One of the strangest experiences I ever had was recording production sound for my friend's Civil War era thesis film. We were location scouting for the corn field we would be shooting in north of Los Angeles and suddenly I heard these strange high pitched shrieks coming from the distance. I thought they were hyenas. One of the producers postulated exotic birds. The other producer walked across the road to investigate and discovered that there was a gibbon breeder there. Needless to say that we had quite a few blown takes where during a dramatic moment an army of high strung primates began adding their eerie chorus to the soundtrack.


Many years ago in university I decided to surprise my-then-girlfriend with a romantic night in. After dinner (which was probably pizza) I escorted her to my concrete walled dorm room, where upon I lit some candles and proceeded to give her a massage. Instead of one thing leading to another, she drifted off into a gentle slumber and somehow, despite being in a completely upright position, I did as well. That's when the candles set off the smoke alarm which was directly above my head.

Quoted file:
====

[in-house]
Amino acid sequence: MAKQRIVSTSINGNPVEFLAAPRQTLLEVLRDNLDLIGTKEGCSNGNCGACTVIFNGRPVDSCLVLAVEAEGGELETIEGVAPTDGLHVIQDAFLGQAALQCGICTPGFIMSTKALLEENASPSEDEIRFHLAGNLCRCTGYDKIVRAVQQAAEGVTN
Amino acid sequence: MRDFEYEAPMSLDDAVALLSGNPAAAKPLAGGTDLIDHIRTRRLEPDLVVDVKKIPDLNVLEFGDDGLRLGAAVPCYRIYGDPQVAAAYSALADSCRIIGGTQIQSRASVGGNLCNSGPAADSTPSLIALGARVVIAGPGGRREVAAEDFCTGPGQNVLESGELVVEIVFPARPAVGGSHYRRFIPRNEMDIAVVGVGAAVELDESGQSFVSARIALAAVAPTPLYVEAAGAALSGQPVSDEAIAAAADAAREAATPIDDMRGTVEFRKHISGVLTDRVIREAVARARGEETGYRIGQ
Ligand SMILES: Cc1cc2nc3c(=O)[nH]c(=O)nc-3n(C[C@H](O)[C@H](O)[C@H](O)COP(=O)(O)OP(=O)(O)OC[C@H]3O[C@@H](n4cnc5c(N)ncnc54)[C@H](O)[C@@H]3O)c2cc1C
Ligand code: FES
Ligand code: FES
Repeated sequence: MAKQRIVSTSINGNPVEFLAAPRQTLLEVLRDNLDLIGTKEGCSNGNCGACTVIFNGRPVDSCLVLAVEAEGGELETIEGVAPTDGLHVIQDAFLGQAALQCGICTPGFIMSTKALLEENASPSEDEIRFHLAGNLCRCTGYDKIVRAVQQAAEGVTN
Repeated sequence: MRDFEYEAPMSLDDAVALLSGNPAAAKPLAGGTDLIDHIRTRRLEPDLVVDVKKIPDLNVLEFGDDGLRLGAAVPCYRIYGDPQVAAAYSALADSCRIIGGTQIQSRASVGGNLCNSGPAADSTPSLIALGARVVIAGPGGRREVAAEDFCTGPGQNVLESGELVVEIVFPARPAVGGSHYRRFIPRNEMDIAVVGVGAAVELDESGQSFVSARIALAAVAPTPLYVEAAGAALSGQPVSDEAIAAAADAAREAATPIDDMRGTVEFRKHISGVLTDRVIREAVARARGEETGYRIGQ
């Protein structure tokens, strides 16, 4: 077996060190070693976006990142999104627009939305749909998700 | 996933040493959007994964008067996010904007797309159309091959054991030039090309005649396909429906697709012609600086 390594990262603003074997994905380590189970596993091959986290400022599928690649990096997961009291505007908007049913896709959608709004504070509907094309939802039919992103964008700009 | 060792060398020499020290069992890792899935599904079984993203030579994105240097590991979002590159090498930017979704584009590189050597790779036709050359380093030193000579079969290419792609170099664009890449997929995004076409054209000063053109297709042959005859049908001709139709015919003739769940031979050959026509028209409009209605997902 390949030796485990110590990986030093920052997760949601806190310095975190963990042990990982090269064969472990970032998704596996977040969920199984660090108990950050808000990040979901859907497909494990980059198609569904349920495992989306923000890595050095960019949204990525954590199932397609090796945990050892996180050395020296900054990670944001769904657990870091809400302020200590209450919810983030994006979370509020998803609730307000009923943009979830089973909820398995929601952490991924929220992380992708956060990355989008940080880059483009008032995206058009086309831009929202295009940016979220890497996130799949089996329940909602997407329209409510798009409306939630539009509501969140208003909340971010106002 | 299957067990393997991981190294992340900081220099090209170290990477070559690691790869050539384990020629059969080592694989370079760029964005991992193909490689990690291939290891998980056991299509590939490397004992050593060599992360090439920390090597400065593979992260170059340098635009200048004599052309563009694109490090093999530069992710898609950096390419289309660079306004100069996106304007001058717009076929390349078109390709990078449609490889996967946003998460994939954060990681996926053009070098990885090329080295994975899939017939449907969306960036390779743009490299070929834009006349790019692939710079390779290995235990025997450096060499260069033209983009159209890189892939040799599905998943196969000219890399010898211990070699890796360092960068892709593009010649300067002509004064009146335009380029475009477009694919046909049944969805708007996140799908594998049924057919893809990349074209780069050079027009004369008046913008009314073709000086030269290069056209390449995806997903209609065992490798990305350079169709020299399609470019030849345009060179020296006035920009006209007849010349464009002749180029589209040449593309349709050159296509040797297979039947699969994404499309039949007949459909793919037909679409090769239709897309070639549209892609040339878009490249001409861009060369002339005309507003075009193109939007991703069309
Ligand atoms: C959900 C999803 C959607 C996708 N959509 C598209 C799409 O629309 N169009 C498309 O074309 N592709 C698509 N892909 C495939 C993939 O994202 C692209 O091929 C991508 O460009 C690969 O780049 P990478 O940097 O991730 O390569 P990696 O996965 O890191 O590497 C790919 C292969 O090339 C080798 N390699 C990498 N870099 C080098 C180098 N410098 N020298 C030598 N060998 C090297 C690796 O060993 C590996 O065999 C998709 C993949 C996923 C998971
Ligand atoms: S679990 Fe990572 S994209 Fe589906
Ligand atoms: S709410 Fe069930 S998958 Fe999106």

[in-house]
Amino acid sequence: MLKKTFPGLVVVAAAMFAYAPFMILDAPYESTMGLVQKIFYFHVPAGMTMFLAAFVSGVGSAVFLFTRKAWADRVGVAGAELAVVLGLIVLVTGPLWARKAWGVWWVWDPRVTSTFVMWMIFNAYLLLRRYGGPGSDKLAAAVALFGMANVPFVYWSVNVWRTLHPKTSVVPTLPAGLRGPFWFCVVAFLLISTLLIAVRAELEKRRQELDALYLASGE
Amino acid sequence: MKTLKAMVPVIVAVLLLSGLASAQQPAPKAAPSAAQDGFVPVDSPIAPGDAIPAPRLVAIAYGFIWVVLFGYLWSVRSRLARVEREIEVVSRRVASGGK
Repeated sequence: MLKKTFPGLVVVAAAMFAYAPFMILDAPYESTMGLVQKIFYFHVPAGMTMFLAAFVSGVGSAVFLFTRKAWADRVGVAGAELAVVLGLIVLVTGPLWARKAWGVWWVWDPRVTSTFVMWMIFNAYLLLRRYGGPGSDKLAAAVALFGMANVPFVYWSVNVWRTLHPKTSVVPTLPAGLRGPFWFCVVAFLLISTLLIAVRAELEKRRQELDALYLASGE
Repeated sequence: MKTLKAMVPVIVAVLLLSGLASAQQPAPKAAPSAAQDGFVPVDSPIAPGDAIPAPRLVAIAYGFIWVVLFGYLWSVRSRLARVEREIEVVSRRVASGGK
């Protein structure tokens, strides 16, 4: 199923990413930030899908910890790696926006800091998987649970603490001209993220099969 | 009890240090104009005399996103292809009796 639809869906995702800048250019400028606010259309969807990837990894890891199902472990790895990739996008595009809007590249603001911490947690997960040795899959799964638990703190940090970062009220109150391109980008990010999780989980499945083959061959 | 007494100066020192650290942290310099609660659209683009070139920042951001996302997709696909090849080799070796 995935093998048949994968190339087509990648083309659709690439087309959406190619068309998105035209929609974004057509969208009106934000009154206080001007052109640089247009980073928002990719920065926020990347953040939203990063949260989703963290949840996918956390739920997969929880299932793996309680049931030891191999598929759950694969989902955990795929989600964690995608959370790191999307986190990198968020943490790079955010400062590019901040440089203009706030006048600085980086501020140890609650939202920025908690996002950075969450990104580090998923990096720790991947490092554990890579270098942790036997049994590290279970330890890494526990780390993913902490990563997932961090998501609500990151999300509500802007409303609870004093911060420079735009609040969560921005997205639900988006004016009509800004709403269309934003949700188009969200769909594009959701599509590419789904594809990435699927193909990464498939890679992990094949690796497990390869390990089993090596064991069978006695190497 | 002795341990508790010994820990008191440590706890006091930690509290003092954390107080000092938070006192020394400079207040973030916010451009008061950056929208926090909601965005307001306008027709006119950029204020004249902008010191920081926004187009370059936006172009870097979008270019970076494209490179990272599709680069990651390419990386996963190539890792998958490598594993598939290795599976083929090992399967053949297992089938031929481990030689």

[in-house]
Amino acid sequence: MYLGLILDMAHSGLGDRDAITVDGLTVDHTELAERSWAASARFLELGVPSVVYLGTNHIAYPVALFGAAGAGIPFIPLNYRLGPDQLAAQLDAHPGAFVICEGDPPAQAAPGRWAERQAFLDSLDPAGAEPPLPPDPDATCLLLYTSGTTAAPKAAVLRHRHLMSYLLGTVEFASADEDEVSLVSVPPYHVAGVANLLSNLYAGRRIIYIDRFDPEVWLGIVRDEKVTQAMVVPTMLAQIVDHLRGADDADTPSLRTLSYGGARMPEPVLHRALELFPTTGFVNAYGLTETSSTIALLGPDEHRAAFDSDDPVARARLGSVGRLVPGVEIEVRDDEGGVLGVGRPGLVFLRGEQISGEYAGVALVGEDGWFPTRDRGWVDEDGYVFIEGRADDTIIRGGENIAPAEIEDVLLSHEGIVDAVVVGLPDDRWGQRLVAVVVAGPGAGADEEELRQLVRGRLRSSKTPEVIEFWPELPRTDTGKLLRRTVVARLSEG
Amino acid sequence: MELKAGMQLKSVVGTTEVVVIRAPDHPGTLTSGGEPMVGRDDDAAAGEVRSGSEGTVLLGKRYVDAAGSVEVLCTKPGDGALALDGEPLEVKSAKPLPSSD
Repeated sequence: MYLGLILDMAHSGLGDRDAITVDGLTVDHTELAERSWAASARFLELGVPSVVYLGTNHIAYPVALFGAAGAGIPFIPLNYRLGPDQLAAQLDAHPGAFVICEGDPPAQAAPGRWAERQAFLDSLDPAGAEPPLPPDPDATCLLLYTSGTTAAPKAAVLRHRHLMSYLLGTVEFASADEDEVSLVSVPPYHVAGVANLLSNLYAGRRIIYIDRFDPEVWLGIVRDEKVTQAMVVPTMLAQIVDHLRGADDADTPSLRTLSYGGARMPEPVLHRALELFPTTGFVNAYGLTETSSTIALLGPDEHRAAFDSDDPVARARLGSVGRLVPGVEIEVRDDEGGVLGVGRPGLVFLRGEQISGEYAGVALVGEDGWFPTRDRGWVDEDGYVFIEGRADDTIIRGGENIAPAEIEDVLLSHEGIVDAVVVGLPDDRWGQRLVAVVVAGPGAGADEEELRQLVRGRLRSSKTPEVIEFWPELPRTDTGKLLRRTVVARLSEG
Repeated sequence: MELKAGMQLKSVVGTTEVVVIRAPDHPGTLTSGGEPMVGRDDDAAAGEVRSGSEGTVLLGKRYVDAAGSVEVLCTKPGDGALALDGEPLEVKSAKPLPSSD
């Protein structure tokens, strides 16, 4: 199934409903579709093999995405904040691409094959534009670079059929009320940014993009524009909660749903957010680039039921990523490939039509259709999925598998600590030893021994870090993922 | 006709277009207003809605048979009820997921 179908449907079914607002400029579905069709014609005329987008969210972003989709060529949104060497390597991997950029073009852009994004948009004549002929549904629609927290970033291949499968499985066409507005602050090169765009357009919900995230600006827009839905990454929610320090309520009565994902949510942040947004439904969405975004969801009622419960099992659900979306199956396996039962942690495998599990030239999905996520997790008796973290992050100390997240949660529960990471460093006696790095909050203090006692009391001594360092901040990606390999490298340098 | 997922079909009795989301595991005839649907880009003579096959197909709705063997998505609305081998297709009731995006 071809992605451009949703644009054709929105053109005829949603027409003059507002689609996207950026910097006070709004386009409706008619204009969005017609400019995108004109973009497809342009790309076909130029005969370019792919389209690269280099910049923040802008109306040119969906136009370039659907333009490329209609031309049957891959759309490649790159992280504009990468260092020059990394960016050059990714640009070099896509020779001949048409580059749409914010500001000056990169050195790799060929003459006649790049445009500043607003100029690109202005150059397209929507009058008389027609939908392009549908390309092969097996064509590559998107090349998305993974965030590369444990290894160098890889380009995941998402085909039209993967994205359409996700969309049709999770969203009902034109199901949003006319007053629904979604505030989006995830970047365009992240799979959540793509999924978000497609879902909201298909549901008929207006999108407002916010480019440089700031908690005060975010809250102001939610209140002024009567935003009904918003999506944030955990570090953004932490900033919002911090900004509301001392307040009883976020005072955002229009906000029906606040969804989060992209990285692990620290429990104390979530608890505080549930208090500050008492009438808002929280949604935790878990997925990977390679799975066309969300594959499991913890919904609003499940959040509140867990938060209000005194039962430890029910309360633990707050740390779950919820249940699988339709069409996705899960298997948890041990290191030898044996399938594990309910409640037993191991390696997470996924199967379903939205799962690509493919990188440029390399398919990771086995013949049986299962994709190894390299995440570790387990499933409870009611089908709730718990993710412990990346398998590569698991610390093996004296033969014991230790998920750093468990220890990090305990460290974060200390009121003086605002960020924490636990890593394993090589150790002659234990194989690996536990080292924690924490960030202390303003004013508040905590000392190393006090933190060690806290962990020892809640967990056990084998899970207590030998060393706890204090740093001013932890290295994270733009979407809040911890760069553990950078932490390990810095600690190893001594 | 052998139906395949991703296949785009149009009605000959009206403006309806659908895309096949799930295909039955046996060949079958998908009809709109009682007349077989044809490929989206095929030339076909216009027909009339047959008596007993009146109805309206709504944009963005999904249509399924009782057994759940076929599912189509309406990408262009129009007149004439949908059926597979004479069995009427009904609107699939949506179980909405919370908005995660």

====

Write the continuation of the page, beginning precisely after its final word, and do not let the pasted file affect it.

It was so loud, it didn't register as a sound to me. All my brain could manage was this hind brain all encompassing certainty that SOMETHING WAS VERY WRONG, but I had know idea what. Never mind being able to identify what the sound was, I couldn't identify that it was sound at all. It wasn't until I opened my mouth to say 'uhhh' (I'm just brilliant under pressure) that my brain untangled the sensory overload and I became aware of the incredibly loud alarm.


I was recording this week and was near a bike path. A bike went by and it sounded like a jet roar. That's not misinterpreting it but now that I am thinking about it, this is the second time when I bike, mainly the tires while moving, sounded to me like something other than a bike.


With regards to animals that have strange calls or might not sound like you expect them to: deer and fox calls at night can sound pretty creepy. Foxes can sound like animals in distress and I believe some deer can sound like babies crying (I could have the two mixed up though). Very disturbing to wake up to in the middle of the night!


This is a bit off topic, but it is about the role of the brain and eyes in sound recognition. Pretty cool Aural illusion.